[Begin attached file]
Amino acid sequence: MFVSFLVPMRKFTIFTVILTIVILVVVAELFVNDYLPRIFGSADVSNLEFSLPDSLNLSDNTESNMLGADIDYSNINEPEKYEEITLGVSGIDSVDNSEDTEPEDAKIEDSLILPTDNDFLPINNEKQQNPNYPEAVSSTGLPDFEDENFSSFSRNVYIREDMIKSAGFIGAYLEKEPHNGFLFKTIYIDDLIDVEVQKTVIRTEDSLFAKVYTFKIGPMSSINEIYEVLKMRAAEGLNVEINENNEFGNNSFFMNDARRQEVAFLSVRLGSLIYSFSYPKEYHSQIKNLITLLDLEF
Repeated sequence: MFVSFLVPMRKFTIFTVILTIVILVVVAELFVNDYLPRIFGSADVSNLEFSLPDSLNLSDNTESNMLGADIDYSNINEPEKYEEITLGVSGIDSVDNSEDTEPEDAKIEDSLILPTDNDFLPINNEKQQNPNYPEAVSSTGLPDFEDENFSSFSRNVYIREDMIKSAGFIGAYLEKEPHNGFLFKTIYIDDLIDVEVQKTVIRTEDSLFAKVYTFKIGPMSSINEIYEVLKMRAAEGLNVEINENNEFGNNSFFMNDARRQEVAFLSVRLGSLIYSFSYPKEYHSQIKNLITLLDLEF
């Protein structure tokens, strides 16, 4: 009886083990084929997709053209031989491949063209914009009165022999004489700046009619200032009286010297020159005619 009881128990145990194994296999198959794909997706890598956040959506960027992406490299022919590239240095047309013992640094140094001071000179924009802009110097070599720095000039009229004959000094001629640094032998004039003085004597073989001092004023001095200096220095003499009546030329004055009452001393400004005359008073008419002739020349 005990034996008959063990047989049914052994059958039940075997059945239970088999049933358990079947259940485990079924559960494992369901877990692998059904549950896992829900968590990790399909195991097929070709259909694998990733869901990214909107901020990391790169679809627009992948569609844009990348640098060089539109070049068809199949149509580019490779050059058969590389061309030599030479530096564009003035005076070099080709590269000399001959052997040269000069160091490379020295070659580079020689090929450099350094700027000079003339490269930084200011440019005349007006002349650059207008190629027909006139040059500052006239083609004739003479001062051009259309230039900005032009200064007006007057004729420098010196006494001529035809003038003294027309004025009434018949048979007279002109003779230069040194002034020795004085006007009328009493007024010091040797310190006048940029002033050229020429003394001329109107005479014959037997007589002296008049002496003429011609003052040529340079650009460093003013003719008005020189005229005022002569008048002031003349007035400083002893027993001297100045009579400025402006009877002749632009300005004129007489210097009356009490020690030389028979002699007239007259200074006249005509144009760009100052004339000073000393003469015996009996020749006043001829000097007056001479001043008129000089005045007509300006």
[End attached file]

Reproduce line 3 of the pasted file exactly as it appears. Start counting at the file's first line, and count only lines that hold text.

């Protein structure tokens, strides 16, 4: 009886083990084929997709053209031989491949063209914009009165022999004489700046009619200032009286010297020159005619 009881128990145990194994296999198959794909997706890598956040959506960027992406490299022919590239240095047309013992640094140094001071000179924009802009110097070599720095000039009229004959000094001629640094032998004039003085004597073989001092004023001095200096220095003499009546030329004055009452001393400004005359008073008419002739020349 005990034996008959063990047989049914052994059958039940075997059945239970088999049933358990079947259940485990079924559960494992369901877990692998059904549950896992829900968590990790399909195991097929070709259909694998990733869901990214909107901020990391790169679809627009992948569609844009990348640098060089539109070049068809199949149509580019490779050059058969590389061309030599030479530096564009003035005076070099080709590269000399001959052997040269000069160091490379020295070659580079020689090929450099350094700027000079003339490269930084200011440019005349007006002349650059207008190629027909006139040059500052006239083609004739003479001062051009259309230039900005032009200064007006007057004729420098010196006494001529035809003038003294027309004025009434018949048979007279002109003779230069040194002034020795004085006007009328009493007024010091040797310190006048940029002033050229020429003394001329109107005479014959037997007589002296008049002496003429011609003052040529340079650009460093003013003719008005020189005229005022002569008048002031003349007035400083002893027993001297100045009579400025402006009877002749632009300005004129007489210097009356009490020690030389028979002699007239007259200074006249005509144009760009100052004339000073000393003469015996009996020749006043001829000097007056001479001043008129000089005045007509300006």